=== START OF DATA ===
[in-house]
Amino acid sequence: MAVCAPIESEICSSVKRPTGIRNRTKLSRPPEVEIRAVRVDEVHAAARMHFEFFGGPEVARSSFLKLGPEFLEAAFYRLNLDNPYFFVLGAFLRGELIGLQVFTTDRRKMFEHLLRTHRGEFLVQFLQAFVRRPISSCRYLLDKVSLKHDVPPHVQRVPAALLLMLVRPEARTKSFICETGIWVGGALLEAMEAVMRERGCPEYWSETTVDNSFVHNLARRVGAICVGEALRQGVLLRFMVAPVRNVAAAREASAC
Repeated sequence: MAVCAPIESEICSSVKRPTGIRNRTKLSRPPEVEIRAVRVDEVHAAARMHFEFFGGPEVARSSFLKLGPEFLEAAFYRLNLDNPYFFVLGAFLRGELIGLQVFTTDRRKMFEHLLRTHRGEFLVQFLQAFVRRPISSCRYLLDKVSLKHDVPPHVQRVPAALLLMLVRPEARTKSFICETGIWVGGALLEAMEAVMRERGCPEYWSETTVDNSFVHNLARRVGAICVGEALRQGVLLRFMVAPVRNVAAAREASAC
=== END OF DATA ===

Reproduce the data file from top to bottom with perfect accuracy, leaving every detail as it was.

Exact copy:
[in-house]
Amino acid sequence: MAVCAPIESEICSSVKRPTGIRNRTKLSRPPEVEIRAVRVDEVHAAARMHFEFFGGPEVARSSFLKLGPEFLEAAFYRLNLDNPYFFVLGAFLRGELIGLQVFTTDRRKMFEHLLRTHRGEFLVQFLQAFVRRPISSCRYLLDKVSLKHDVPPHVQRVPAALLLMLVRPEARTKSFICETGIWVGGALLEAMEAVMRERGCPEYWSETTVDNSFVHNLARRVGAICVGEALRQGVLLRFMVAPVRNVAAAREASAC
Repeated sequence: MAVCAPIESEICSSVKRPTGIRNRTKLSRPPEVEIRAVRVDEVHAAARMHFEFFGGPEVARSSFLKLGPEFLEAAFYRLNLDNPYFFVLGAFLRGELIGLQVFTTDRRKMFEHLLRTHRGEFLVQFLQAFVRRPISSCRYLLDKVSLKHDVPPHVQRVPAALLLMLVRPEARTKSFICETGIWVGGALLEAMEAVMRERGCPEYWSETTVDNSFVHNLARRVGAICVGEALRQGVLLRFMVAPVRNVAAAREASAC